I undertook a journey to understand my own act of looking, travelling to South Africa I visited and photographed a monument built to celebrate the birthplace of Nelson Mandela in Mvezo in the Transvaal. The site itself is remote, over four hours on dirt roads cross country. Later I was taken to see the family who supported Mandela through his teenage years and photographed the hut he made his home at this time. This is now a national monument though there is little to suggest its status or to celebrate its occupant except a few random books. These four pictures are part of Parallel.
Parallel is about the movement of people in Europe and the necessary act of re-invention that this often brings about. The multi-screen installation brings together the projected experiences of immigrants as they track their new surroundings and adapt to their environments alongside others in the same situation. In the act of leaving the society from which they came the immigrants are forced to create a new way to live, often getting by and making do at the same time as driving forward in a new society. The protagonists in Parallel each embody the dual World of the immigrant as they personify custom and memory at the same time as taking on the present.
The singular viewpoint is replaced by both a multiple way of looking at similar situations and a way of passing time in different places and circumstances simultaneously. The gallery is the place of encounter for a continuous and contextualised vision of three separate lives whose meeting place on the screen is by virtue of their displacement and involves the same sense of chance that the upheaval of their lives has necessarily brought about. Each vision of this everyday is that of the protagonist in each city and gives a voice to the small and incidental acts which make up the substance of the hours, nights and days in their lives. The work is a tribute to the displaced and their contingent lifestyles and a humanisation of the everyday. Through the work I became close to people who we might brush up against in our lives without further contact as they serve us food, ask for money on the street, queue in the post office, appear as separate yet at home as they stand in the doctor’s surgery, take money from the bank teller or purchase the equipment for their homes.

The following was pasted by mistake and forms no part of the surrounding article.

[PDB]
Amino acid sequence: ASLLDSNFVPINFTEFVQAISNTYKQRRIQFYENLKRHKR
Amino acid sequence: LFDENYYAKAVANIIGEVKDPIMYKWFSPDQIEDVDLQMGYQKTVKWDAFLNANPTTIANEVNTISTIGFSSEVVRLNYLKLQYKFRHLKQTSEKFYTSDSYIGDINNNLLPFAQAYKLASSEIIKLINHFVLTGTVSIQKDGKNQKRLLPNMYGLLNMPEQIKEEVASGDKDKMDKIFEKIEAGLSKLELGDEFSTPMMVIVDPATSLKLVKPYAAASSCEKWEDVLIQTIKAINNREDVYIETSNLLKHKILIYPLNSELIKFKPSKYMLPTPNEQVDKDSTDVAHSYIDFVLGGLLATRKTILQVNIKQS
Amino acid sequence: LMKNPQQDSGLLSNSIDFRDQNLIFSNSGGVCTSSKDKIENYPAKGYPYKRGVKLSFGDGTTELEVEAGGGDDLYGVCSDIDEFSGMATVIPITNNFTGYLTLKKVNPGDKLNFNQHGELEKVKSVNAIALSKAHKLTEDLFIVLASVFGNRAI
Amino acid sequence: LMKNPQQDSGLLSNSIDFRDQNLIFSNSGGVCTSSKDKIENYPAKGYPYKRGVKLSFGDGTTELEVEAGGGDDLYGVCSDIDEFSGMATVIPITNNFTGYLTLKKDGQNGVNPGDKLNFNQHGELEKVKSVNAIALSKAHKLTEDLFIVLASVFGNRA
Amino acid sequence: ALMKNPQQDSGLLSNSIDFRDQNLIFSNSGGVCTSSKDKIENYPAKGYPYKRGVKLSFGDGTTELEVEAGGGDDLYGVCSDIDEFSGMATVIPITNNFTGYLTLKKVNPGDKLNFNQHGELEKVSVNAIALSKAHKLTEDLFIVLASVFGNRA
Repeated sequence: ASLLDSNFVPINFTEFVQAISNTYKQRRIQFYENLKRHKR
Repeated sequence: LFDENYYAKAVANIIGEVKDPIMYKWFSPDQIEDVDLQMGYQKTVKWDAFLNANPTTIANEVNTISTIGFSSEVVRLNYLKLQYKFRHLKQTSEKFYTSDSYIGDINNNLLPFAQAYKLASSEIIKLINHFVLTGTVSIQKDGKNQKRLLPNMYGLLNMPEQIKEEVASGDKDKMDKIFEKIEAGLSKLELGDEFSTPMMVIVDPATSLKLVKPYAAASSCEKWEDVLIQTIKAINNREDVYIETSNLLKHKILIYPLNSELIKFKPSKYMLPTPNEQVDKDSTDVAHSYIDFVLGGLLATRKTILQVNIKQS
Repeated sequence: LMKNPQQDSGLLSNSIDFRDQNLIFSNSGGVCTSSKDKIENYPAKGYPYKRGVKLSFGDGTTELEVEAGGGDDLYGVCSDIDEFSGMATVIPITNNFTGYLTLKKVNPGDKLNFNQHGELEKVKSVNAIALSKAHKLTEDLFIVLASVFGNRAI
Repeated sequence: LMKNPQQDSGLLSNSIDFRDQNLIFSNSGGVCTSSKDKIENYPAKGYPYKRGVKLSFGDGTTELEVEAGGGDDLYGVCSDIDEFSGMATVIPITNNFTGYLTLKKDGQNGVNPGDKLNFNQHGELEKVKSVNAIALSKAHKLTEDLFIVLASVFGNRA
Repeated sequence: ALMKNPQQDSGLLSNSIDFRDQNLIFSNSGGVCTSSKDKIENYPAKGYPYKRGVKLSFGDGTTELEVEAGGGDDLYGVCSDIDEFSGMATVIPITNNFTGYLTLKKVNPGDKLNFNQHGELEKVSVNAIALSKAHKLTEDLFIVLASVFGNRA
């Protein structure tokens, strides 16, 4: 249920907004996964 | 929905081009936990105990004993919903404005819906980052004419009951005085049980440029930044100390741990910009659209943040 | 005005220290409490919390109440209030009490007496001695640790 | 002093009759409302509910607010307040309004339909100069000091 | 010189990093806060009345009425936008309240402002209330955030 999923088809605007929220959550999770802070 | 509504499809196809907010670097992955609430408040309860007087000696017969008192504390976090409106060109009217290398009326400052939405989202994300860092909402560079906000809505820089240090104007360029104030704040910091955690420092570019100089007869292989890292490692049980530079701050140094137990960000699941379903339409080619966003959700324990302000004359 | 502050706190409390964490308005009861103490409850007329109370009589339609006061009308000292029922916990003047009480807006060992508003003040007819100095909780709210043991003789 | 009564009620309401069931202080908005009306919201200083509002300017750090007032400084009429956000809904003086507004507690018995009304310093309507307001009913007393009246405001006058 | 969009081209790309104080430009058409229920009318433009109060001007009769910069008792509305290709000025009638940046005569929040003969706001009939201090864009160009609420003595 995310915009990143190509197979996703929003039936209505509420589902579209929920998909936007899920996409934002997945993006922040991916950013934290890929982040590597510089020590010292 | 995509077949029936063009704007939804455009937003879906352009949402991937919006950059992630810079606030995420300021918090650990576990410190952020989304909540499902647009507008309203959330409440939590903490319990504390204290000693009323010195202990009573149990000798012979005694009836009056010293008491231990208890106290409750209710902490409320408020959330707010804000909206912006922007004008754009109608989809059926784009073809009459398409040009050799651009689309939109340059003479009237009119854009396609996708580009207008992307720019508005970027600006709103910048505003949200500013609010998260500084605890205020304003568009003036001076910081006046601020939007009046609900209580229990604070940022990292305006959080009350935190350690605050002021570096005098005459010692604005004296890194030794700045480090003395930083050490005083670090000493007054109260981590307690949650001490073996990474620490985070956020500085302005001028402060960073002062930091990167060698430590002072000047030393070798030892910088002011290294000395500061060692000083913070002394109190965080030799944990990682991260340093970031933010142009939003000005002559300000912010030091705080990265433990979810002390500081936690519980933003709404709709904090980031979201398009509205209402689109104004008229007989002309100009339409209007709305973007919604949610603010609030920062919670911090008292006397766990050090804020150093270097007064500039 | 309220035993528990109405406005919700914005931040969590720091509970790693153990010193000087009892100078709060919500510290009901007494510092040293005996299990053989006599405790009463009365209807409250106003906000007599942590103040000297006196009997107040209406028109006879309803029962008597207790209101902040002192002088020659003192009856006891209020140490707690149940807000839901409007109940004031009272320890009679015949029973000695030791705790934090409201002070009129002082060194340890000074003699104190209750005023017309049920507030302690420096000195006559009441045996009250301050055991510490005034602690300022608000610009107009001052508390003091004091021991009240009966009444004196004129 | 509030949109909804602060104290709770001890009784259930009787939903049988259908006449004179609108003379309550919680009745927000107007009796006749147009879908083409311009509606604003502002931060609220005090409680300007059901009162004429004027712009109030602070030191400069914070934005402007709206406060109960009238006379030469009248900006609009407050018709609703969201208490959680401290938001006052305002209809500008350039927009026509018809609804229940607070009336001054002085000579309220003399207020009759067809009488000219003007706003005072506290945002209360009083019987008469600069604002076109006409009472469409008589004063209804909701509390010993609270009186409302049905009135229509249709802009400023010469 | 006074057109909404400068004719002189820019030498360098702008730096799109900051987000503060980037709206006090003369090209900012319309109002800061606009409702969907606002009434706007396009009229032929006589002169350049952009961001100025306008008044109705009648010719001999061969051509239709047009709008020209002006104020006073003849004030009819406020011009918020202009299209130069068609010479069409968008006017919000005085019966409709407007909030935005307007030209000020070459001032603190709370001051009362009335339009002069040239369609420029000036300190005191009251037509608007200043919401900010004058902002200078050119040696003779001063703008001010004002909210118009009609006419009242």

The protagonists recreate their sense of place and their notion of dislocation. The camera is the witness to everyday acts such as putting on clothing, cooking, shopping. The acts of these immigrants are a celebration of the awesome scale
of adaptation that the migrant takes on as he or she absorbs and confronts a new society. The camera is the eye of the protagonist in their physical encounter with institutions such as hospitals and schools, with their places of worship in mosques and churches, in their encounters with others in their group and outside of it. Each of the protagonists brings their own vision and sense of their own place to the screen, allowing the audience to experience multiple visual encounters at the same time.
The intimacy that is present in these people’s lives is brought into a space where their aims and focus cross-fertilise with their current reality in a primarily visual dynamic. The incidental relationships that characterise these lives are the focus for the whole work as the screens work both separately and mirror one another as a whole.
Note – March 2017
Since this work was made events have overtaken Europe. The work is from a time when it was possible to record a situation without the notion of catastrophe being at the forefront of one’s thinking. It’s poetic and intimate nature is not a denial of the present reality but a confirmation of our human relationships and the possibilities they throw up.